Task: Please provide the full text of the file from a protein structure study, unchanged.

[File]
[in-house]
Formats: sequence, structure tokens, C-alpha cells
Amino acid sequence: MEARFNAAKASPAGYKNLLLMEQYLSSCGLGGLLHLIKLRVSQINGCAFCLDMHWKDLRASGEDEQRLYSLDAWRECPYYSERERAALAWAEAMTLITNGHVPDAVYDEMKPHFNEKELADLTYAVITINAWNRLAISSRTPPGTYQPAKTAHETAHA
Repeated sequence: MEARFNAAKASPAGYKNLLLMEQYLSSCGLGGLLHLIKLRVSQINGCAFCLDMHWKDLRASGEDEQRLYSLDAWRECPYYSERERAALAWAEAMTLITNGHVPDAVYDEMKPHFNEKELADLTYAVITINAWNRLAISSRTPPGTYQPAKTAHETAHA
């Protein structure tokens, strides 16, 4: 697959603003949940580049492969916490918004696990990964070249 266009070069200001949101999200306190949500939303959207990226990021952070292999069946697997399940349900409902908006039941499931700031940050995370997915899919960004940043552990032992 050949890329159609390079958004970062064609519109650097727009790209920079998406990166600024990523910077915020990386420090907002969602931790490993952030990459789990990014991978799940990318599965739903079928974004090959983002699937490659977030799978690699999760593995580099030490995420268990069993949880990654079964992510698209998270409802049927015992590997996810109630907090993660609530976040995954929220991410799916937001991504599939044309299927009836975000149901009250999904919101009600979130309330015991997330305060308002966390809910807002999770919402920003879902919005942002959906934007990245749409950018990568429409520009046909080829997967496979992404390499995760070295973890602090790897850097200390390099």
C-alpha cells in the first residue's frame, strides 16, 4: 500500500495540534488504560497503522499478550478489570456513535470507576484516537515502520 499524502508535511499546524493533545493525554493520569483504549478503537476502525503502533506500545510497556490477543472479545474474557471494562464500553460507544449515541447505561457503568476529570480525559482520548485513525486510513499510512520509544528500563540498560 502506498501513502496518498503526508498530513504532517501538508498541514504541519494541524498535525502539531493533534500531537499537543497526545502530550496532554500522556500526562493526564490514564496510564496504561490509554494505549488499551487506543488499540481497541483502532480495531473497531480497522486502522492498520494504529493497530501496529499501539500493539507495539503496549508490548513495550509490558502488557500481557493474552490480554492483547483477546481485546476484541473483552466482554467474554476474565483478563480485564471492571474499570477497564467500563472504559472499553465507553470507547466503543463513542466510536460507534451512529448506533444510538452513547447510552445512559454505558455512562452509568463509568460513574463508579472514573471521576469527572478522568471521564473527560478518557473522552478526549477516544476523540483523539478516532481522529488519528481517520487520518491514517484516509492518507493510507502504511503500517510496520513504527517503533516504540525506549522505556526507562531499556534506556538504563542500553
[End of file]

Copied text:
[in-house]
Formats: sequence, structure tokens, C-alpha cells
Amino acid sequence: MEARFNAAKASPAGYKNLLLMEQYLSSCGLGGLLHLIKLRVSQINGCAFCLDMHWKDLRASGEDEQRLYSLDAWRECPYYSERERAALAWAEAMTLITNGHVPDAVYDEMKPHFNEKELADLTYAVITINAWNRLAISSRTPPGTYQPAKTAHETAHA
Repeated sequence: MEARFNAAKASPAGYKNLLLMEQYLSSCGLGGLLHLIKLRVSQINGCAFCLDMHWKDLRASGEDEQRLYSLDAWRECPYYSERERAALAWAEAMTLITNGHVPDAVYDEMKPHFNEKELADLTYAVITINAWNRLAISSRTPPGTYQPAKTAHETAHA
């Protein structure tokens, strides 16, 4: 697959603003949940580049492969916490918004696990990964070249 266009070069200001949101999200306190949500939303959207990226990021952070292999069946697997399940349900409902908006039941499931700031940050995370997915899919960004940043552990032992 050949890329159609390079958004970062064609519109650097727009790209920079998406990166600024990523910077915020990386420090907002969602931790490993952030990459789990990014991978799940990318599965739903079928974004090959983002699937490659977030799978690699999760593995580099030490995420268990069993949880990654079964992510698209998270409802049927015992590997996810109630907090993660609530976040995954929220991410799916937001991504599939044309299927009836975000149901009250999904919101009600979130309330015991997330305060308002966390809910807002999770919402920003879902919005942002959906934007990245749409950018990568429409520009046909080829997967496979992404390499995760070295973890602090790897850097200390390099």
C-alpha cells in the first residue's frame, strides 16, 4: 500500500495540534488504560497503522499478550478489570456513535470507576484516537515502520 499524502508535511499546524493533545493525554493520569483504549478503537476502525503502533506500545510497556490477543472479545474474557471494562464500553460507544449515541447505561457503568476529570480525559482520548485513525486510513499510512520509544528500563540498560 502506498501513502496518498503526508498530513504532517501538508498541514504541519494541524498535525502539531493533534500531537499537543497526545502530550496532554500522556500526562493526564490514564496510564496504561490509554494505549488499551487506543488499540481497541483502532480495531473497531480497522486502522492498520494504529493497530501496529499501539500493539507495539503496549508490548513495550509490558502488557500481557493474552490480554492483547483477546481485546476484541473483552466482554467474554476474565483478563480485564471492571474499570477497564467500563472504559472499553465507553470507547466503543463513542466510536460507534451512529448506533444510538452513547447510552445512559454505558455512562452509568463509568460513574463508579472514573471521576469527572478522568471521564473527560478518557473522552478526549477516544476523540483523539478516532481522529488519528481517520487520518491514517484516509492518507493510507502504511503500517510496520513504527517503533516504540525506549522505556526507562531499556534506556538504563542500553